As of Thursday, November 7, 2013
The day has come where I finally can see my daughter’s words coming true.
But let me set the stage...
In my Jet Ski racing career, I’ve been among the top novice riders in North America, having finished as the No. 10 U.S. rider in 2008 and the No. 5 rider in Western Canada in 2009.
During various awards banquets in those years, my daughter, Olivia, was asked to present me with any awards I’d received.
At the time, she would’ve been 6 or 7 years old. And with all young children, she had words of wisdom and challenge that make most adults laugh.
“Daddy is a good swimmer, but I’m a better racer,” she quipped at one race where I crashed at about 50 mph and had to swim several yards in the current to get back to my SuperJet and finish the race.
At the time, she was still just learning to swim.
Fast forward to two years ago.
At age 9, Livy raced for the first time. She rode a Kawasaki 750 to a first-place finish at an event where she was the only junior racer.
In one of her motos, she came off the ski in the Columbia River and had to swim back to her “boat” get back on and finish the race.
Although she couldn’t come close to matching me speed-wise, she showed she could handle a Jet Ski and the changing water conditions. She also showed no fear in the middle of the river and was level-headed enough to get herself back into the moto and complete her laps.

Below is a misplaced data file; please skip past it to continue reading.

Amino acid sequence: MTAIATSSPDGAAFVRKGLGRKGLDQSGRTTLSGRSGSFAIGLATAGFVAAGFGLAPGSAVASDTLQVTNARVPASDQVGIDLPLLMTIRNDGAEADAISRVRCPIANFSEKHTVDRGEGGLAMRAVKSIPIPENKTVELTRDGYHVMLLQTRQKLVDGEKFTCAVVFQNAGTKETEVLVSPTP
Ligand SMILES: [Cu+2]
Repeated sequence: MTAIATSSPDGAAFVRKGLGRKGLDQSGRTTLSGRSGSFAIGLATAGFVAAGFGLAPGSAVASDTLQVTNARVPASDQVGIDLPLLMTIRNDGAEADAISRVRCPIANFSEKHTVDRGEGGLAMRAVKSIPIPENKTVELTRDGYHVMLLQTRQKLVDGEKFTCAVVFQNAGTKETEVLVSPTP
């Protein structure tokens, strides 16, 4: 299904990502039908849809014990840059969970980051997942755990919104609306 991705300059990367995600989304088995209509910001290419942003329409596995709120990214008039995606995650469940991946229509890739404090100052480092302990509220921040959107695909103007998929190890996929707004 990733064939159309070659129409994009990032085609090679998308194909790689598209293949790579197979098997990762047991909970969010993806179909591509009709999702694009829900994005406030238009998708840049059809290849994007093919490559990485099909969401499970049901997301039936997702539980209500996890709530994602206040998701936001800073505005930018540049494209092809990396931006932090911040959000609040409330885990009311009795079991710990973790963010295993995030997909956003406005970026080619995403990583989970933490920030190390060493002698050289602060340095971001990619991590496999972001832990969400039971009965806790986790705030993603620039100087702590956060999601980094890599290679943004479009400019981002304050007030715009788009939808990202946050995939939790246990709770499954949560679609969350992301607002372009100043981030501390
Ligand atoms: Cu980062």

Last year, Livy was poised to race her own Kawasaki 300sx — an old ski we rebuilt just for her to race. Joe MacLean wrapped her ski in a pink-and-white striped skin bearing the No. 67.
On the buoyed watercross race course, we had the ski dialed in. But just as she was really starting to get the hang of standing up, she blew the head gasket. Just like that, before she could get to the startline, her season was over.
Since that time, she’s continued to tell me this is the year she was going to beat me. I hadn’t given it much thought since she wasn’t yet standing and turning even her own Jet Ski.
But in the last three weeks, Livy’s determination to beat me has shined. She has not only learned to handle her own Jet Ski, she has also learned to handle mine. She can kneel and stand on each of the skis we race.
On Sunday, Livy did something else — she stood up on my race ski and was able to run it full-throttle.
Later this month, Livy will race her own ski and maybe mine in the annual Apple Pie Jamboree. We’ll see how she does this time around.
It’s exciting watching a girl who has grown up on the water come into her own. But it’s also a little unnerving that an 11-year-old may be ready to challenge me in the near future.
Will this be the year she beats me? Probably not.
It’ll take her a few years to develop the arm and shoulder strength to manage a ski well enough to outrun me to the checkered flag. But the day is coming. And it’s coming a lot sooner than I thought it would.
I’m looking forward to the day she is faster than me, and is able to say “I told you so.”
Roger Harnack is the editor and publisher of The Chronicle. He can be reached at 509-826-1110 or via e-mail at firstname.lastname@example.org.